Can You Sue Housing and Win?


A group of Hampton Roads Navy families is suing the privatized military housing company for mold damage – and may just win.

The lawsuit, which was filed last year, cleared a major legal hurdle yesterday, according to this site, when a judge denied Lincoln Military Housing’s motion to dismiss. Lincoln had said they were immune to lawsuits because they were working on behalf of the Navy. The judge didn’t agree, and now the issue will go trial. If the families win, their damage awards may reach into the millions, the news station reported.

Any military spouse who has ever lived in on-base housing knows what it’s like to butt heads with unhelpful housing officials. Maybe it’s a leaky roof that no one can manage to fix or the constant presence of roaches (I’m looking at you, Fort Benning!). Or maybe it’s something little, but oh so aggravating, like unresponsive leasing agents. (How are you even supposed to get on the housing list if no one will answer the phone?!)

No matter what the problem, housing officials can make you feel powerless. You agreed to live in their housing (or, worse, you didn't have a choice) so now you are stuck with their conditions.

But that does not have to be the case. And while a lawsuit is probably not going to be the appropriate recourse for a continually broken oven, it is empowering to know that, no, you don’t have to let housing walk all over you.

There are ways to get your voice heard. And these Nofolk families have demonstrated that.

This group of Navy families is not the first to sue a military housing company since the 1996 shift from military management to privatization. At least four other families or groups of families have sued military housing management companies and settled out of court.

At least three suits have been brought against Clark Pinnacle management company by families living in the old Fort Ord housing near the Persidio in Monterey, Calif. All of those suits, one of which was a class action suit on behalf of 10 families, were settled out of court. In one 2007 case the damage awarded to a single family reached $75,000, according to this site.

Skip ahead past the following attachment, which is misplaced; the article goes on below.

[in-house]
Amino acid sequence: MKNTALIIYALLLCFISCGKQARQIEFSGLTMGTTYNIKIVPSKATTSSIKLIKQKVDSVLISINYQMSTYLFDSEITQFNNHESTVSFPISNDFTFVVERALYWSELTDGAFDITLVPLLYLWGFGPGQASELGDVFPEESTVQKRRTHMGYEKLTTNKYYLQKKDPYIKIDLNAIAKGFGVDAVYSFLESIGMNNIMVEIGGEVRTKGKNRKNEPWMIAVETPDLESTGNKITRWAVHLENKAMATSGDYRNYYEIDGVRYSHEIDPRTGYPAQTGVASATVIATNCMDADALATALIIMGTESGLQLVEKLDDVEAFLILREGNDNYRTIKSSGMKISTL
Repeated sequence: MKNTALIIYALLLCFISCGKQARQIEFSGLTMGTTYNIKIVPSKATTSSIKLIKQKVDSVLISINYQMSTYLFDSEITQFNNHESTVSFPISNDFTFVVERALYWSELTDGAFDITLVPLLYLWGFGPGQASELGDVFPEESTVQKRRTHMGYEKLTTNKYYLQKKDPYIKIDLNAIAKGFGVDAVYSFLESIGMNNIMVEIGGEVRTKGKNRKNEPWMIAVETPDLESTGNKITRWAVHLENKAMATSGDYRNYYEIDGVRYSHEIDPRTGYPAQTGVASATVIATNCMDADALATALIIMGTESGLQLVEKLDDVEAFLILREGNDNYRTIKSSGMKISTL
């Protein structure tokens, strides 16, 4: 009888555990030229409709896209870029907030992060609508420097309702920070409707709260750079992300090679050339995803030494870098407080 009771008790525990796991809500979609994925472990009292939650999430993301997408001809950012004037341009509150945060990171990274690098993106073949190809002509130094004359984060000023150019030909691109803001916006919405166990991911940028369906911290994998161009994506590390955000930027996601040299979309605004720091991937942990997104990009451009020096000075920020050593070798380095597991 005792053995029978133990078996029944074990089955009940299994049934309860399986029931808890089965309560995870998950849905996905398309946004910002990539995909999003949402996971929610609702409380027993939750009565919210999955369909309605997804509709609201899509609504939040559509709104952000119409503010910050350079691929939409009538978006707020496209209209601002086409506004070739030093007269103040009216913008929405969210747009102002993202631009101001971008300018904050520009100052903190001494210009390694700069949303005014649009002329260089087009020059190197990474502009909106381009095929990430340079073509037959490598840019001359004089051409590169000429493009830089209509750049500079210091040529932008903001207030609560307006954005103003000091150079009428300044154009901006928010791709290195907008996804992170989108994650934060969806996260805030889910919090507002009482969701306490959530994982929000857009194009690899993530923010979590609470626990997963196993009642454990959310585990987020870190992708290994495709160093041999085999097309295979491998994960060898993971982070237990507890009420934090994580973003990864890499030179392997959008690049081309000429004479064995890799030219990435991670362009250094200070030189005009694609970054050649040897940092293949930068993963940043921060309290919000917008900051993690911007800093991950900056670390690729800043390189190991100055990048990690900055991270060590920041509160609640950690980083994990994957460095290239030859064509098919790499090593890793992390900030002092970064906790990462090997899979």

And a group of families brought a class action suit against Equity Residential at Fort Lewis, Wash. in 2004 when the company refused to comply with aspects of the Americans With Disability Act (ADA) and provide things like wider doorways for wheelchairs. The company eventually settled out court and agreed to make 10 percent of the houses there ADA compliant. The existence of any cash settlement wasn’t disclosed.

You are unlikely to ever experience a housing problem that warrants a lawsuit. But youcan  find other ways to get your problem in front of the officials who can do something about it. File ICE complaints until you can’t see straight. (Don't know how? Check out our handy guide). Attend town hall listening sessions with base officials. Show-up and speak-up.

Don’t just suffer in silence.

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